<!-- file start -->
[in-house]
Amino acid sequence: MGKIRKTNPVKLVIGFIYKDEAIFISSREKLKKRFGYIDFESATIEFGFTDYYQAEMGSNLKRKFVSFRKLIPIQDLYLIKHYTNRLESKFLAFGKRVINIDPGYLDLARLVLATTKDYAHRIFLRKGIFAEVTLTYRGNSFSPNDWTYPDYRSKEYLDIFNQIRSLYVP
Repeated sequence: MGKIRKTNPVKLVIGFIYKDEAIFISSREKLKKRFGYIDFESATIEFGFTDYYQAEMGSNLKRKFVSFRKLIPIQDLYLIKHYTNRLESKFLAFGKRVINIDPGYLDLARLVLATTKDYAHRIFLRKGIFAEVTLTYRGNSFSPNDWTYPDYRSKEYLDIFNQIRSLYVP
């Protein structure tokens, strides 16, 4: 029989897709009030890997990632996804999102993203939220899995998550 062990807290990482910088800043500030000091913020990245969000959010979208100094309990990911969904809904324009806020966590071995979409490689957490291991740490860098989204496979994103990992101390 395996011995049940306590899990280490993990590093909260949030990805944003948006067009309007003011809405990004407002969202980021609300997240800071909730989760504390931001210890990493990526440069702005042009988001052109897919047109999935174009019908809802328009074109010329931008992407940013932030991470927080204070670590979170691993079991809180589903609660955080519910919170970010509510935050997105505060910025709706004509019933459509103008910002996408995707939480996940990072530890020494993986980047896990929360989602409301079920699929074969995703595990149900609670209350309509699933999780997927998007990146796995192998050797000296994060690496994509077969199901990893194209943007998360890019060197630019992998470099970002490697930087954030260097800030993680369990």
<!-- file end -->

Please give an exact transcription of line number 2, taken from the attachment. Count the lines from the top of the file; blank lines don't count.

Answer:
Amino acid sequence: MGKIRKTNPVKLVIGFIYKDEAIFISSREKLKKRFGYIDFESATIEFGFTDYYQAEMGSNLKRKFVSFRKLIPIQDLYLIKHYTNRLESKFLAFGKRVINIDPGYLDLARLVLATTKDYAHRIFLRKGIFAEVTLTYRGNSFSPNDWTYPDYRSKEYLDIFNQIRSLYVP